As she describes so meticulously and painfully, every aspect of her life and career was dictated by her mother’s wishes and need for the spotlight, even if only available vicariously through her daughter. Jennette’s preferences didn’t matter. She was forced into auditions, acting classes, hours of dance lessons per week, and the pursuit of any other skill that casting directors might want. In one anecdote, she relates that after not getting cast for a part that required bouncing on a pogo stick, her mother immediately bought a pogo stick and forced her to practice on it in their backyard until she could get to a bazillion bounces in a row. Anything in pursuit of fame and success.
Much more dire than the endless lessons and “beauty” treatments is the eating disorder. As she began developing breasts on the cusp of puberty, Jennette’s mother offered to help her stay childlike (and therefore, more castable) by teaching her about “calorie restriction”. Essentially, the mother taught her own child how to be anorexic.
In addition to the severely unhealthy mother-daughter relationship, further trauma was inflicted by the toxic working conditions on the Nickelodeon set, in particular in regard to the man referred to in the book as “The Creator”, whose behavior paints him as creepy, emotionally abusive, and invasive — as well as being the person who gave the very young actress her first taste of alcohol.
I listened to the audiobook, narrated by the author, and I have to be honest, it’s a very tough listen. Jennette McCurdy’s delivery is full of personality, and she certainly knows how to use her voice to evoke and portray emotion — but the story she tells is so gut-wrenching that it can be really hard to hear. Somehow, listening to her voice her own story makes it that much more painful — it feels very personal and real.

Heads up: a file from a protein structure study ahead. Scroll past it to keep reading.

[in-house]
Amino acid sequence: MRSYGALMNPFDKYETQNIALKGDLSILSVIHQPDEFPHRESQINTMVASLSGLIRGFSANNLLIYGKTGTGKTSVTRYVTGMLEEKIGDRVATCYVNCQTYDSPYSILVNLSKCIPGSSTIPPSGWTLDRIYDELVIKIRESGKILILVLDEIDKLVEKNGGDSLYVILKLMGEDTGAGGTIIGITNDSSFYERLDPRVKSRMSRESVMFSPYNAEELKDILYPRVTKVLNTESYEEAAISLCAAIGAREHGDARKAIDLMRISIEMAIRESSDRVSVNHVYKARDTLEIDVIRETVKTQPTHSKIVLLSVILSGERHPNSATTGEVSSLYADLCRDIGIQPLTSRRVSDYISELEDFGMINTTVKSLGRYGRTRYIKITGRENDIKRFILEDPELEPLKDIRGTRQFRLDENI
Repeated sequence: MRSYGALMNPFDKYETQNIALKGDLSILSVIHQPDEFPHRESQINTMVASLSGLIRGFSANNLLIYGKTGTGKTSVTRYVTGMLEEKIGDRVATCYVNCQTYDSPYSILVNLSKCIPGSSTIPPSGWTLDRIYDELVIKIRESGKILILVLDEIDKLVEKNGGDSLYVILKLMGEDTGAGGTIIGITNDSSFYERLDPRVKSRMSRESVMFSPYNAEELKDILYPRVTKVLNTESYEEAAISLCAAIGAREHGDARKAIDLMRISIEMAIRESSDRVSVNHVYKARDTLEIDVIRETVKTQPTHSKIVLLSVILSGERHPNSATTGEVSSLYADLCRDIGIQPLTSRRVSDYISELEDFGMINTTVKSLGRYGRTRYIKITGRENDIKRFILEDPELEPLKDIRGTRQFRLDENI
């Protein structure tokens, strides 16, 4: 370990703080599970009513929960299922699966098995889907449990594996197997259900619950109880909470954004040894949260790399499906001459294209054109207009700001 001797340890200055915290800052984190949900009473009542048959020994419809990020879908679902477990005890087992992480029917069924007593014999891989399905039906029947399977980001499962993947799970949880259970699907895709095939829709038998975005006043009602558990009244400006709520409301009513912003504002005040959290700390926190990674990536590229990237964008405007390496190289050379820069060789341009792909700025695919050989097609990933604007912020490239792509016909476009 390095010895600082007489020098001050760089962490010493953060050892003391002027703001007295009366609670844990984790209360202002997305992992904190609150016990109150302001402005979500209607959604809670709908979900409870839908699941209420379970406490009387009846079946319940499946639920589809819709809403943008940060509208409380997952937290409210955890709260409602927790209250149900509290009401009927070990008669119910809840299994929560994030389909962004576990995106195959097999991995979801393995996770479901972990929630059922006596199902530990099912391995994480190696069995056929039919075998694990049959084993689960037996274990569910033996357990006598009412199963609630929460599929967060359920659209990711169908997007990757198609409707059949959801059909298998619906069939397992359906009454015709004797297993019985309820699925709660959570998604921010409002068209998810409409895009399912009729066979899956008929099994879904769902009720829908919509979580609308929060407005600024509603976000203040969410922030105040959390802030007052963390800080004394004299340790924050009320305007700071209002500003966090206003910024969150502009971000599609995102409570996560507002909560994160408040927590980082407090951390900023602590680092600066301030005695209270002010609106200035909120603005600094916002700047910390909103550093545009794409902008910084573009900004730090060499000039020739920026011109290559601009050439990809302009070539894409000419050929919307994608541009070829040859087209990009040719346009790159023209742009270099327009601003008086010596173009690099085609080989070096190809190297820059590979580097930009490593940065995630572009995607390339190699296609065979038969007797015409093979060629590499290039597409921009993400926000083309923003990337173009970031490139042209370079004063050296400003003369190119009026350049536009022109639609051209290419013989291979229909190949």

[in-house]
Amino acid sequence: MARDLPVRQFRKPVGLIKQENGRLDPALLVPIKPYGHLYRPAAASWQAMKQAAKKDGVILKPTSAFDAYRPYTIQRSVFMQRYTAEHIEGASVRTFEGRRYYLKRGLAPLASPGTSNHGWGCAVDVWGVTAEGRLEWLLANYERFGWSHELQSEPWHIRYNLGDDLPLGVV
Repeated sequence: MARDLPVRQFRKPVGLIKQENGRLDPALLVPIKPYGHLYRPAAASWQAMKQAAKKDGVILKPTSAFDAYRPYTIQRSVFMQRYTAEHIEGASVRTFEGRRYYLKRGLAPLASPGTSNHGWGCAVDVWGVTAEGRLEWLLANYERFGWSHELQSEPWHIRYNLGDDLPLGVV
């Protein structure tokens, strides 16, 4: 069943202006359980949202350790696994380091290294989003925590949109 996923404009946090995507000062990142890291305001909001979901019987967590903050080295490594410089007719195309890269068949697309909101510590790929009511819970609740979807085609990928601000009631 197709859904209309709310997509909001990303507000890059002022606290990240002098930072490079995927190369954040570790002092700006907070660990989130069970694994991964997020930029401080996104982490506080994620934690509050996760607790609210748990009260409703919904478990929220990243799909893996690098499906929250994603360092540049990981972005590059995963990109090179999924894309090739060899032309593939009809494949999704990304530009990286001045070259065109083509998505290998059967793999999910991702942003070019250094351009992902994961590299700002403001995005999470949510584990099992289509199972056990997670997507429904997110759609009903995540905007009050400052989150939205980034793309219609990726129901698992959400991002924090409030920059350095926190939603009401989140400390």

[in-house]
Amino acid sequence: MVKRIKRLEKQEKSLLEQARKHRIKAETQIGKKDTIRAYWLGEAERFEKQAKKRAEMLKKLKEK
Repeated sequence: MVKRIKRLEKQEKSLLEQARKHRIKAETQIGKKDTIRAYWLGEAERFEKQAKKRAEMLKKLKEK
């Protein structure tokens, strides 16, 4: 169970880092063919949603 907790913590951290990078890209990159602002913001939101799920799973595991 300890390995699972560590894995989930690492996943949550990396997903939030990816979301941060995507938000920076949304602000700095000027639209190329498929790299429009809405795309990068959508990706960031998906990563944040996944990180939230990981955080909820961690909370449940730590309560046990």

I’m Glad My Mom Died has a provocative and controversial title, but I think her point is very well articulated through her writing. She examines how there’s a whole culture built up around putting mothers on pedestals, and how incredibly difficult it can be for someone with an abusive mother to understand that she wasn’t perfect, and that she was in fact responsible for so much of the trauma in her child’s life.
As I’ve said, this book is not easy. While there are some funny moments, and the actress’s trademark deadpan delivery can be really offbeat and startle a laugh out of the listener, it’s overall quite serious and heartbreaking. As well as the emotional, mental, and physical abuse, there are very frank discussions of eating disorders and addiction, so readers for whom those topics are triggering may want to consider whether this is the right choice for them.
Overall, I’m Glad My Mom Died is a strong, deeply sad memoir, told with honestly and blistering forthrightness. It’s uplifting to learn how far the author has come in her personal growth and recovery, but that doesn’t change the harrowing truths about her childhood, adolescence, and young adulthood. Jennette McCurdy bravely shares her truth in this book and makes a lasting impression.